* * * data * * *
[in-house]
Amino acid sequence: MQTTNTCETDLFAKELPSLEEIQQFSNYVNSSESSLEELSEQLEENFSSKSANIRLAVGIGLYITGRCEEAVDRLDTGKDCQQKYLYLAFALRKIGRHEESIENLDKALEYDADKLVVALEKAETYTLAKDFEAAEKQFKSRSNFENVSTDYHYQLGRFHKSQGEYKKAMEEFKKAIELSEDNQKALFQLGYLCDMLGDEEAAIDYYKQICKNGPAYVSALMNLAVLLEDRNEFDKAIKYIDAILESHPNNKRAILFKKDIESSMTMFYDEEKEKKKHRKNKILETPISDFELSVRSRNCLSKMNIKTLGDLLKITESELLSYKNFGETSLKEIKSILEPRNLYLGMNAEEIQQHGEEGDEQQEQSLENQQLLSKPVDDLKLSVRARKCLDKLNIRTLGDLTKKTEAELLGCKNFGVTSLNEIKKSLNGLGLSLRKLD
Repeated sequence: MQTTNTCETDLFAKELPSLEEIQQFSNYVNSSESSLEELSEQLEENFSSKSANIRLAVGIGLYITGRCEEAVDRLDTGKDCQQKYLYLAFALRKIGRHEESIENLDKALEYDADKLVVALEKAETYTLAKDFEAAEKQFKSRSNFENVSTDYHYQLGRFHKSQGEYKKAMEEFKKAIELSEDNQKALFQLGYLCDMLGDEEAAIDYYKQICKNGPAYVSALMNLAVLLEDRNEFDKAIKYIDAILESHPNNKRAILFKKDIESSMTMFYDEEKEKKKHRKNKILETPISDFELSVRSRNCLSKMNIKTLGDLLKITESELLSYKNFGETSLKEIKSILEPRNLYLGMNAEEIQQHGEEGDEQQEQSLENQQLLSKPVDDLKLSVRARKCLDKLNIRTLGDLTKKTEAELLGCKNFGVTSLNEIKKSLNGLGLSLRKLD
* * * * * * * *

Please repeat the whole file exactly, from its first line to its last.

[in-house]
Amino acid sequence: MQTTNTCETDLFAKELPSLEEIQQFSNYVNSSESSLEELSEQLEENFSSKSANIRLAVGIGLYITGRCEEAVDRLDTGKDCQQKYLYLAFALRKIGRHEESIENLDKALEYDADKLVVALEKAETYTLAKDFEAAEKQFKSRSNFENVSTDYHYQLGRFHKSQGEYKKAMEEFKKAIELSEDNQKALFQLGYLCDMLGDEEAAIDYYKQICKNGPAYVSALMNLAVLLEDRNEFDKAIKYIDAILESHPNNKRAILFKKDIESSMTMFYDEEKEKKKHRKNKILETPISDFELSVRSRNCLSKMNIKTLGDLLKITESELLSYKNFGETSLKEIKSILEPRNLYLGMNAEEIQQHGEEGDEQQEQSLENQQLLSKPVDDLKLSVRARKCLDKLNIRTLGDLTKKTEAELLGCKNFGVTSLNEIKKSLNGLGLSLRKLD
Repeated sequence: MQTTNTCETDLFAKELPSLEEIQQFSNYVNSSESSLEELSEQLEENFSSKSANIRLAVGIGLYITGRCEEAVDRLDTGKDCQQKYLYLAFALRKIGRHEESIENLDKALEYDADKLVVALEKAETYTLAKDFEAAEKQFKSRSNFENVSTDYHYQLGRFHKSQGEYKKAMEEFKKAIELSEDNQKALFQLGYLCDMLGDEEAAIDYYKQICKNGPAYVSALMNLAVLLEDRNEFDKAIKYIDAILESHPNNKRAILFKKDIESSMTMFYDEEKEKKKHRKNKILETPISDFELSVRSRNCLSKMNIKTLGDLLKITESELLSYKNFGETSLKEIKSILEPRNLYLGMNAEEIQQHGEEGDEQQEQSLENQQLLSKPVDDLKLSVRARKCLDKLNIRTLGDLTKKTEAELLGCKNFGVTSLNEIKKSLNGLGLSLRKLD